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Old January 8th, 2012, 11:27 PM   #1831
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Commuters are participating in a climbing-the-escalator adventure in Russia's deepest metro station. This looks like Washington DC (where escalators in the metro are usually out of service) but this is actually St Petersburg!

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Old January 10th, 2012, 01:01 AM   #1832
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ST. PETERSBURG METRO

2011 - THE MOST SIGNIFICANT EVENTS:

In 2010 was opened 64th station of the St. Petersburg Metro - "Obvodny Kanal" ("Bypass Canal") of the Line 5. The vestibule was opened on December 30, 2010 in the uncompleted building of trade store "Ligov" of the "Adamant" Holding. The trade store itself (total square - 35700 sq.m.) was opened in September 2011. Thus, the construction of the whole complex was finally completed.


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Old January 10th, 2012, 01:02 AM   #1833
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January 2, 2011:

glad

June 7, 2011:

Lightray

September 5, 2011:

tkspb

October 4, 2011:

Star2007


Star2007

View from the window of trade store:

Star2007

Trade store "Ligov":

Cooliber

Entrance to the Metro station:

Cooliber
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Old January 10th, 2012, 01:03 AM   #1834
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According to the words of official persons, they plan to open an average of one new station per year. So, in 2005 was opened station "Komendantsky Prospekt" ("Commandant Avenue"; Line 5), in 2006 - "Parnas" ("Parnassus"; Line 2), in 2008 - "Zvenigorodskaya" ("Zvenigorod"; Line 5) and "Volkovskaya" ("Volkovo"; Line 5), in 2009 - "Spasskaya" ("Saviour"; Line 4), in 2010 - "Obvodny Kanal" ("Bypass Canal"; Line 5).

On December 28, 2011 was opened 65th station of the St. Petersburg Metro - "Admiralteyskaya" ("Admiralty") of the Line 5. The history of its construction was very similar to the history of construction of the "Obvodny Kanal" ("Bypass Canal") station. Like "Obvodny Kanal", "Admiralteyskaya" was also deep-level "ghost" station of the Line 5 and its vestibule was also opened before New Year in the uncompleted building, which was built instead of old one.


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Old January 10th, 2012, 01:04 AM   #1835
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"ADMIRALTEYSKAYA":

"Admiralteyskaya" ("Admiralty") is a station on the Frunzensko-Primorskaya Line 5 of the Saint Petersburg Metro. It's located at the intersection of the Little Marine street and Brick Lane, near the Admiralty Avenue and Admiralty building, in the Municipal Okrug #78, Central District. "Admiralteyskaya" is a most central Metro station of Saint Petersburg, the closest station to the Palace Square, Saint Isaac's Square and Senate Square. It planned to serve millions of tourists, including visitors of the famous Hermitage Museum.

Location of the station:

airpano

"Admiralteyskaya" was designed to relieve congestion at the "Nevsky Prospekt" ("Nevsky Avenue"; Line 2) and "Gostiny Dvor" ("Guest Court"; Line 3) stations, as well as to provide a more direct link to the Hermitage and other notable museums. However, the completion of the stations was hampered by the lack of funds and ongoing controversy over the placement of station's exit.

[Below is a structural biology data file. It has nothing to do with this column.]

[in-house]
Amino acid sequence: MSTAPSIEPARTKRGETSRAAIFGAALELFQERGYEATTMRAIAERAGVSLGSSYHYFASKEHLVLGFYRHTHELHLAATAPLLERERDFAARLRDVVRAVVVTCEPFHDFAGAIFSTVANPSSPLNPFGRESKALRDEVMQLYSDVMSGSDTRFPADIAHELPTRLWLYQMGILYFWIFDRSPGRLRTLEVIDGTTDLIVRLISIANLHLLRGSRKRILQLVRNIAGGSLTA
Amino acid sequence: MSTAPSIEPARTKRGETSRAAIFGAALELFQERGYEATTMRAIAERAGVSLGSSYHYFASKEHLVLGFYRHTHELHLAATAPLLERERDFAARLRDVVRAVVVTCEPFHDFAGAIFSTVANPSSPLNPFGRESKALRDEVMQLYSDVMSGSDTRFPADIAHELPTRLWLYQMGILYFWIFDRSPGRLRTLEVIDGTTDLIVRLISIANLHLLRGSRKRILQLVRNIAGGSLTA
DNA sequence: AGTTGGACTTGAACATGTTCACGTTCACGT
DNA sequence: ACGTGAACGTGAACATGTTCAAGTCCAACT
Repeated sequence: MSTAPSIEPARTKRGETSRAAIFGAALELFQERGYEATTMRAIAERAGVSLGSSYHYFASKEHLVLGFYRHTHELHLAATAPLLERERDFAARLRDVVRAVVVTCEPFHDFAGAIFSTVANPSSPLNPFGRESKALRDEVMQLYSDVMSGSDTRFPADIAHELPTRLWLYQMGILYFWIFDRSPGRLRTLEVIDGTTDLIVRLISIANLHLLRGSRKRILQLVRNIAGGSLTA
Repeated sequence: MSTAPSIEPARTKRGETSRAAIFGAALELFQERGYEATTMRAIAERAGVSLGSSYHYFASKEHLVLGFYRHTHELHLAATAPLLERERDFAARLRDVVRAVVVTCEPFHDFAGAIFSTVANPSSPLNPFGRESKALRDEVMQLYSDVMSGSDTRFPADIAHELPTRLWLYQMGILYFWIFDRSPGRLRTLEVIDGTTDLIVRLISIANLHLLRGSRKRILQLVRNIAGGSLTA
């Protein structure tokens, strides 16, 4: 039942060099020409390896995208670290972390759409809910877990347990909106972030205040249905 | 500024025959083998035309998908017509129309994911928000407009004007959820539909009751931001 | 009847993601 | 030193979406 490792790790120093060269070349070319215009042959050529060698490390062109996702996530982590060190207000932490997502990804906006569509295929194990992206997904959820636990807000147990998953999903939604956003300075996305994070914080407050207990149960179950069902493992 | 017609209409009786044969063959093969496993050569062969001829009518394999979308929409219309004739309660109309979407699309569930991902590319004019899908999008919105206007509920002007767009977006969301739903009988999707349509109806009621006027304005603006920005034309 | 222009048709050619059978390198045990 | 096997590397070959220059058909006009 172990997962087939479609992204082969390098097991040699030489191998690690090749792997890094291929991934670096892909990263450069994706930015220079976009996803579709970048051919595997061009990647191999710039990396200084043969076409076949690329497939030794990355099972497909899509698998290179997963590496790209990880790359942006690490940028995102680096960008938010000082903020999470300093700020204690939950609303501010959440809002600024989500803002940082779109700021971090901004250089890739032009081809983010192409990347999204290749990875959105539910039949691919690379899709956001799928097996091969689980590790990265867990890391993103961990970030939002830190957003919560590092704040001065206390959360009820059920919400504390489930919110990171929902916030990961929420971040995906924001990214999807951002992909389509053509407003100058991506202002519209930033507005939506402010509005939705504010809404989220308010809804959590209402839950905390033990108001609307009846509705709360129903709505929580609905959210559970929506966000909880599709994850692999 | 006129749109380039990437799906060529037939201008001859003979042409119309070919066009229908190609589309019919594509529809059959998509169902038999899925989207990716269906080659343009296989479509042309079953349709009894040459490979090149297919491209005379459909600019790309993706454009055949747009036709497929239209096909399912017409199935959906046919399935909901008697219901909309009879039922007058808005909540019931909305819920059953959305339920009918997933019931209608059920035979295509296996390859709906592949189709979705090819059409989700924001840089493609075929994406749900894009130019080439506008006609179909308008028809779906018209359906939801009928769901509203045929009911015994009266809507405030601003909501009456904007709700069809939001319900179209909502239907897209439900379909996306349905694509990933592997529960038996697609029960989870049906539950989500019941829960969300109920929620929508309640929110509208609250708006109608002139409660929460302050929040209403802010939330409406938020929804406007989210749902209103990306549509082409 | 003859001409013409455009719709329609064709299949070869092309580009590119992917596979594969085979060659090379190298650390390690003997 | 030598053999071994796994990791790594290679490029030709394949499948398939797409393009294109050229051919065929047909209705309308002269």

The construction of this station continued more than 14 years. When the construction of what was originally intended as the northern branch of the Line 5 began, the underground part of "Admiralteystkaya" was built, even as the location of the exit remained uncertain. The constructions of the underground part were ready by September 15, 1997, when were opened stations "Sadovaya" ("Garden") and "Chkalovskaya" ("Valery Chkalov"). "Admiralteyskaya" is located in the underground tunnel between these two stations. By 1997, most of the underground part was completed, even originally there was no platform of the central hall. However, the lack of resolution over the status of the station's exit, combined with scarcity of funds, put further construction on halt. When the northern branch was opened as a temporary part of the Line 4, the train passed the unfinished station without stopping, slowing down slightly while transversing it. However, in 2005, the construction resumed. Trains began to occasionally stop at this station in early morning hours to drop off workers.

The stations was hampered by the lack of funds and ongoing controversy over the placement of station's exit. The station's existence has been controversial for decades. Although the need for the station was apparent to the Metro planners for over three decades, the actual construction proved to be a difficult process. The station was to be built close to Hermitage, several notable museums and several buildings designated as federal landmarks, which raised fears that those buildings would be adversely affected by construction. Originally it was planned to purchase living house of 19th century at the intersection of the Little Marine street and Brick Lane, to demolished it and to built vestibule at this place. However, it led to the judical problems with the owners of apartments in this house. In 2005-2006 they searched other sites for the construction of exit, but it was refused. Thus, finding the location of the exit proved to be difficult task that, after multiple attempts, was finally resolved on February 7, 2007. According to the city officials, it will be built on the originally planned site of the apartment building at #1/4 on Brick Lane. The building was to be torn down so that a vestibule could be built in its place.